Due to technical reasons we used only one predetermined route for the chasing, and one for the independent movement pattern. In another study we have found that dogs discriminate between a chasing and an independent movement pattern performed by geometric shapes, when using video displays (Abdai et al., under review). Taking into consideration that in that study we used different chasing patterns (15 different chasing patterns generated with the same parameters) and did not find any influence of the displayed route itself, we suggest that probably it was not necessary to use different routes in case of the different subjects in the present study. The experimenters controlled the same UMOs in all the phases and tests (E1 –UMO 1 and E2 –UMO 2). The roles of the UMOs were not interchangeable, UMO 1 was always the chaser and UMO 2 the chasee in the chasing pattern; UMO 1 was going inside the box during the independent pattern and UMO 2 in the chasing (see the Procedure).


Observation phase.

After the owner and the dog entered the room, the dog explored the room while E1 informed the owner about the procedure. The dog sat on the platform orienting toward the box, the owner stood/sat next to the dog while holding it on a leash. E1 put the occluder in front of the dog while E2 placed the UMOs next to the middle of the walls, on the sides of the dog (Fig 1A). In case of the chasing demonstration UMO 2, in case of the independent demonstration UMO 1 was on the left side. E1 removed the occluder and the experimenters left the room. Throughout the test the experimenters used the door next to the dog, the owner with the dog the other door (Fig 1).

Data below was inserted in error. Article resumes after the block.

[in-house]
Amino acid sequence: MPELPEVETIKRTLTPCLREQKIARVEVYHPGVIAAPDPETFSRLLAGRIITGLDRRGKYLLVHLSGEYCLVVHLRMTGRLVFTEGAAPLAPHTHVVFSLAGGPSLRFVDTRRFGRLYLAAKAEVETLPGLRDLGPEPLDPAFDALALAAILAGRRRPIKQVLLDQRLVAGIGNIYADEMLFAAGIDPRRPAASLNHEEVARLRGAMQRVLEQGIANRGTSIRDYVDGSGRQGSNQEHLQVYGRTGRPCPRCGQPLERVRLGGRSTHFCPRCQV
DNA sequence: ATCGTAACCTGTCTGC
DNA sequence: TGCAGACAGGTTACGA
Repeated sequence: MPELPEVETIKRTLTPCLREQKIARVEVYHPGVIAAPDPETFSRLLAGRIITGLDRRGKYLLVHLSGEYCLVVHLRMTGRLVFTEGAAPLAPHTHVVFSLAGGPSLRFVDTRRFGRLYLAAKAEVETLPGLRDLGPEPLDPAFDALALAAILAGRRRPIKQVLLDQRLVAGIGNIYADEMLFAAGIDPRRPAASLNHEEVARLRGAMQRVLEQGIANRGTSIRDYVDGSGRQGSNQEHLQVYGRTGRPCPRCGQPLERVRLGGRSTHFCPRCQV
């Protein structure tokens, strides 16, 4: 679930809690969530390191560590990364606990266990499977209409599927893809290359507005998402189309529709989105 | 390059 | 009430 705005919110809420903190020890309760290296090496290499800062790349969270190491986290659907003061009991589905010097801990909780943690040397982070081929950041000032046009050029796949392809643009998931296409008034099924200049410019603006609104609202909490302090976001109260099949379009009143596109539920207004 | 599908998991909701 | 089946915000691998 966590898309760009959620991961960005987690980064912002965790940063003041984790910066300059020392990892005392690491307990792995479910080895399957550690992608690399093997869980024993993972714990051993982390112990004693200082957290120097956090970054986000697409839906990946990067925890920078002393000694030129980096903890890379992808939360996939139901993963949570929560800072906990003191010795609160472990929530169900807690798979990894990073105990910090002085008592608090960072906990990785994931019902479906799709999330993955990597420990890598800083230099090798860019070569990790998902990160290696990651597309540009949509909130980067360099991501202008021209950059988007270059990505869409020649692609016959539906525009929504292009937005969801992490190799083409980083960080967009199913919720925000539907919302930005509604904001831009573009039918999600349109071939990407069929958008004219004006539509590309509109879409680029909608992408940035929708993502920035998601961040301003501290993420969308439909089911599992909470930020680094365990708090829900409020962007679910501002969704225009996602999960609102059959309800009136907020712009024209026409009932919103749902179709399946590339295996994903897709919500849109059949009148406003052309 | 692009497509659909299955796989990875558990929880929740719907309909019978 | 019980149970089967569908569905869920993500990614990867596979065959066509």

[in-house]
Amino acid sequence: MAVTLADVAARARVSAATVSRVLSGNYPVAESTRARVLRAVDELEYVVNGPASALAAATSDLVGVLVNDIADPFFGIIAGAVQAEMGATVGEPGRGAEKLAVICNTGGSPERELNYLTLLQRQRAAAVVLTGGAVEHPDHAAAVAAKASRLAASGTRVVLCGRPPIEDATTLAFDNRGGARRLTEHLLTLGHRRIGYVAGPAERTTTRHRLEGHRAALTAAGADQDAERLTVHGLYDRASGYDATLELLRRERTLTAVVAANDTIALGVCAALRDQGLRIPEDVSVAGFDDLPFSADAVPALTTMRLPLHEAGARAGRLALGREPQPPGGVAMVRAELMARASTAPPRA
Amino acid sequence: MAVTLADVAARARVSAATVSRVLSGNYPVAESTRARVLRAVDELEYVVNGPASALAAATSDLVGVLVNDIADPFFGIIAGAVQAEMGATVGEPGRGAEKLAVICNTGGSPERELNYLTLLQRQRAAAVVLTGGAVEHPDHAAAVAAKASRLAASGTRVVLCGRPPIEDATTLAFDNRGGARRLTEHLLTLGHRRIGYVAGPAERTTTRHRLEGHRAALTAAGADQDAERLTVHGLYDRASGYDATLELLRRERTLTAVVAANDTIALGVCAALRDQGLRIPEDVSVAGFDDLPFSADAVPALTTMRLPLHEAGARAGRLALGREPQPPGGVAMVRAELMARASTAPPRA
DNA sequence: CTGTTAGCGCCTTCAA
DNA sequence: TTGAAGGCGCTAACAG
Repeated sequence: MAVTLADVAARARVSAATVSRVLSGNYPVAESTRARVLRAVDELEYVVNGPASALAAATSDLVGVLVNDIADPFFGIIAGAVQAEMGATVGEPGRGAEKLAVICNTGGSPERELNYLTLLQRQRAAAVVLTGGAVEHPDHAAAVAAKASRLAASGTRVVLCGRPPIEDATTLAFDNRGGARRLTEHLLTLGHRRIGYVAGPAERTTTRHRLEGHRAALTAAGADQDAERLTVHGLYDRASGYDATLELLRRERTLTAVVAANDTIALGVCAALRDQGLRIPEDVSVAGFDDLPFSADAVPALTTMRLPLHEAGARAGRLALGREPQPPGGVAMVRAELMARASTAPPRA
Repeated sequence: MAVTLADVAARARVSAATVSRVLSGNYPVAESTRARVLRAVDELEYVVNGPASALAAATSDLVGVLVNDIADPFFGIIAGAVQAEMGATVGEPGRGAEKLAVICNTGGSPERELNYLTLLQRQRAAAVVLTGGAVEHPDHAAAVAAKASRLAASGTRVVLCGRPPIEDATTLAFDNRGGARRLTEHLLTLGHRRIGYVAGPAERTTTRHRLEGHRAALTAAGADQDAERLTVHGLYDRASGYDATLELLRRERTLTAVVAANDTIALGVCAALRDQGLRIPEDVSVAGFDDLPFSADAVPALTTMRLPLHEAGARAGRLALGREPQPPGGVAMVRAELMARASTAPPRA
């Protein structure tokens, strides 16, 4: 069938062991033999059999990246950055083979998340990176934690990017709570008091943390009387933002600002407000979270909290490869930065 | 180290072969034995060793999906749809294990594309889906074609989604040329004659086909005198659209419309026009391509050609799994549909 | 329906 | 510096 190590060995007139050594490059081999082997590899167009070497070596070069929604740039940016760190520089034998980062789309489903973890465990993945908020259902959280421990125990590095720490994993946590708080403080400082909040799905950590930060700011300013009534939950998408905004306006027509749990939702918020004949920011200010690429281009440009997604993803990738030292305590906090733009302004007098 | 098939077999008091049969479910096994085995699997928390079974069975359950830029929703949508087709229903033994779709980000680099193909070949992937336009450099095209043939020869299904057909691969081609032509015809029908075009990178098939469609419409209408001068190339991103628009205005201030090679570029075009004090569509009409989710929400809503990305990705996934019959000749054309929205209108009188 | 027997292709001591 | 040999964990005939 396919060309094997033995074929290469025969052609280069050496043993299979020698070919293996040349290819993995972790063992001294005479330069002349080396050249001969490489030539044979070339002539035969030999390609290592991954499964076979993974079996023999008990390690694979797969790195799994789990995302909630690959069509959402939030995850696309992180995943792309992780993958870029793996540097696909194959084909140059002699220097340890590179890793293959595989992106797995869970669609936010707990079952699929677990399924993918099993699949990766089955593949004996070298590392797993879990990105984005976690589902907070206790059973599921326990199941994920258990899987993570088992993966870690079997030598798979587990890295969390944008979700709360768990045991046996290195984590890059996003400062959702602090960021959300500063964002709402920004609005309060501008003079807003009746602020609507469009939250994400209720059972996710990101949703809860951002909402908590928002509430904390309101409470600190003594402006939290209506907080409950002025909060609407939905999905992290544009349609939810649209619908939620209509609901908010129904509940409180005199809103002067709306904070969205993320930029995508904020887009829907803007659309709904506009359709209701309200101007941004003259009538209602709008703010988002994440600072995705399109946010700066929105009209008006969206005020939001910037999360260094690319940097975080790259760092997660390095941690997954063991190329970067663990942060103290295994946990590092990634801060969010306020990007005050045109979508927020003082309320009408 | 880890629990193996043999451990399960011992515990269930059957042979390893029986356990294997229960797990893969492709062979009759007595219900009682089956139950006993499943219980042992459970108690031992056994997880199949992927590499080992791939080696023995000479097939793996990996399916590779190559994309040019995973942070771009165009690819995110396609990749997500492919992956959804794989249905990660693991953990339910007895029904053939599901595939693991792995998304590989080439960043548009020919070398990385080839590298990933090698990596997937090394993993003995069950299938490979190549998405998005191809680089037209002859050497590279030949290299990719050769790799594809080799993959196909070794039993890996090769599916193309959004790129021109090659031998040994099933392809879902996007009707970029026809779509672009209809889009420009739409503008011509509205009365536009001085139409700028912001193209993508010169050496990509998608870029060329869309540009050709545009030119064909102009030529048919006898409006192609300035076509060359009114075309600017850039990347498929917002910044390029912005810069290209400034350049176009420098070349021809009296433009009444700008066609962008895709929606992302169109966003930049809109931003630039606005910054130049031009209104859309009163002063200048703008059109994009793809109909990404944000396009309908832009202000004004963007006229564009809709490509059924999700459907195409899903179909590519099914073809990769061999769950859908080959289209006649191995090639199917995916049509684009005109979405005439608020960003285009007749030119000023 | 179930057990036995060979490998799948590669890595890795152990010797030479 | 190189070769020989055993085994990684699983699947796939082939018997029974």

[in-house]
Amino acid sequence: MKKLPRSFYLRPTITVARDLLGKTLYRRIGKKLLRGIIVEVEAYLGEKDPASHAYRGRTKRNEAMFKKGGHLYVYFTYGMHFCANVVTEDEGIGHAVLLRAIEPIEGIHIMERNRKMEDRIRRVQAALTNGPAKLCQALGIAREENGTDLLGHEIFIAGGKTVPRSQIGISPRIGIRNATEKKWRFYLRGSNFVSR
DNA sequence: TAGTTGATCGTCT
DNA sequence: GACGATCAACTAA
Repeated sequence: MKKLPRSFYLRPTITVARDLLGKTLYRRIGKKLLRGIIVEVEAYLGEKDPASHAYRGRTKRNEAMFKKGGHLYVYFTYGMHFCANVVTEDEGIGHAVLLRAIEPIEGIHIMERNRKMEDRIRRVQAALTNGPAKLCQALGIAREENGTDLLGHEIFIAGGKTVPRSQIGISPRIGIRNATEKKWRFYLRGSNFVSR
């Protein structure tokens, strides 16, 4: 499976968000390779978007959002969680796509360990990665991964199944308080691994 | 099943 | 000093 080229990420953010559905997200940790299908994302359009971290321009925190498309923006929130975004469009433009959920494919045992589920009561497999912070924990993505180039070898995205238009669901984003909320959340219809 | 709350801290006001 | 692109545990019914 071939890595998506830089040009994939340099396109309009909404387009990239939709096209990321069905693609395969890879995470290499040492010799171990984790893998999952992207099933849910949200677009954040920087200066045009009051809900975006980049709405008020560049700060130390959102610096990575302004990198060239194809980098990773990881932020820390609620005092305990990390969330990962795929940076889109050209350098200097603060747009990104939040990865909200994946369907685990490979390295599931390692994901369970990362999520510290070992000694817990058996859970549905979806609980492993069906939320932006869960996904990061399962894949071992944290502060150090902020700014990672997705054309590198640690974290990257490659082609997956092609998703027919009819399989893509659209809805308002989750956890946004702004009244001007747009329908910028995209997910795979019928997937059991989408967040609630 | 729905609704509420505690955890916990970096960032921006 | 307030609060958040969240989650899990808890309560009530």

Both patterns started with a familiarization during which the UMOs moved simultaneously around the room (elliptical route). After 1.5 rounds the UMOs started to follow their predetermined route by turning away from the elliptical routes at the starting points which were the same in case of the chasing and independent demonstrations (see Fig 1). Both observation trials ended with one of the UMOs going inside the box (see above) (mean time of the demonstration (s)±SD, chasing: 71.06±8.21; independent: 94.76±4.24; the longer duration in case of the independent motion trial occurred probably because if the UMOs were too close to each other when UMO 1 went into the box, UMO 2 made an extra round to avoid any motion cues that could have been perceived as an interaction among them). After the first observation trial ended, the dog and the owner left the room. The dog was not allowed to go to the UMOs. E1 and E2 changed the embodiments of the UMOs. The owner and the dog re-entered the room, they went back to their original location and the test was continued with the second observation trial. At the end of this trial the owner and the dog left the room again.

All subjects observed both the chasing and independent patterns. We counterbalanced for the order of the movement patterns between subjects.

Test phase.